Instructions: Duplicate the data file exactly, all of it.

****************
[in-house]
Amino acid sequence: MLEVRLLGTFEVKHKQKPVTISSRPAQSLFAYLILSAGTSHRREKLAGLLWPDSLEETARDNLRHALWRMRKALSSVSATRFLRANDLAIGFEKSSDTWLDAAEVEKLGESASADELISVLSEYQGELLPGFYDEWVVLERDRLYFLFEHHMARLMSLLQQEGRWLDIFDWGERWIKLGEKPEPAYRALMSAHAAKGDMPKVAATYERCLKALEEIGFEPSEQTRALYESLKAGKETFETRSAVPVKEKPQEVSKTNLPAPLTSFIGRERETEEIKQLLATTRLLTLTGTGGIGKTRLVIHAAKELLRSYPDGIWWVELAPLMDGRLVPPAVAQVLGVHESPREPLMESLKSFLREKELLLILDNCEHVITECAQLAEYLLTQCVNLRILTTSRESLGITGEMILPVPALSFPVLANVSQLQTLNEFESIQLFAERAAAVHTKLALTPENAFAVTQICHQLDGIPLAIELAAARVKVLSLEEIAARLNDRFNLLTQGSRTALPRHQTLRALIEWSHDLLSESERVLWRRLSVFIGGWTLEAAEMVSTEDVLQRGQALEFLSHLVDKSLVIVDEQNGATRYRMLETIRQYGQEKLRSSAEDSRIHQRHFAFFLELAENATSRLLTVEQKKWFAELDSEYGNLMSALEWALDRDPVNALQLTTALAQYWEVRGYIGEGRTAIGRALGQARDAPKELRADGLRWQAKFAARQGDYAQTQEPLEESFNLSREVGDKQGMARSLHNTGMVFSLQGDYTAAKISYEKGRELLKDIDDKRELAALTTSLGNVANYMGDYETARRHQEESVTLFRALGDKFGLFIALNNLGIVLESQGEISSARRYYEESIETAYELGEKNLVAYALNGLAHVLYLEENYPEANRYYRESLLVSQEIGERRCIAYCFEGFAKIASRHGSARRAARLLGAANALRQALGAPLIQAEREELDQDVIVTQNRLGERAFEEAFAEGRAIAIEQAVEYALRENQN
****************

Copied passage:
[in-house]
Amino acid sequence: MLEVRLLGTFEVKHKQKPVTISSRPAQSLFAYLILSAGTSHRREKLAGLLWPDSLEETARDNLRHALWRMRKALSSVSATRFLRANDLAIGFEKSSDTWLDAAEVEKLGESASADELISVLSEYQGELLPGFYDEWVVLERDRLYFLFEHHMARLMSLLQQEGRWLDIFDWGERWIKLGEKPEPAYRALMSAHAAKGDMPKVAATYERCLKALEEIGFEPSEQTRALYESLKAGKETFETRSAVPVKEKPQEVSKTNLPAPLTSFIGRERETEEIKQLLATTRLLTLTGTGGIGKTRLVIHAAKELLRSYPDGIWWVELAPLMDGRLVPPAVAQVLGVHESPREPLMESLKSFLREKELLLILDNCEHVITECAQLAEYLLTQCVNLRILTTSRESLGITGEMILPVPALSFPVLANVSQLQTLNEFESIQLFAERAAAVHTKLALTPENAFAVTQICHQLDGIPLAIELAAARVKVLSLEEIAARLNDRFNLLTQGSRTALPRHQTLRALIEWSHDLLSESERVLWRRLSVFIGGWTLEAAEMVSTEDVLQRGQALEFLSHLVDKSLVIVDEQNGATRYRMLETIRQYGQEKLRSSAEDSRIHQRHFAFFLELAENATSRLLTVEQKKWFAELDSEYGNLMSALEWALDRDPVNALQLTTALAQYWEVRGYIGEGRTAIGRALGQARDAPKELRADGLRWQAKFAARQGDYAQTQEPLEESFNLSREVGDKQGMARSLHNTGMVFSLQGDYTAAKISYEKGRELLKDIDDKRELAALTTSLGNVANYMGDYETARRHQEESVTLFRALGDKFGLFIALNNLGIVLESQGEISSARRYYEESIETAYELGEKNLVAYALNGLAHVLYLEENYPEANRYYRESLLVSQEIGERRCIAYCFEGFAKIASRHGSARRAARLLGAANALRQALGAPLIQAEREELDQDVIVTQNRLGERAFEEAFAEGRAIAIEQAVEYALRENQN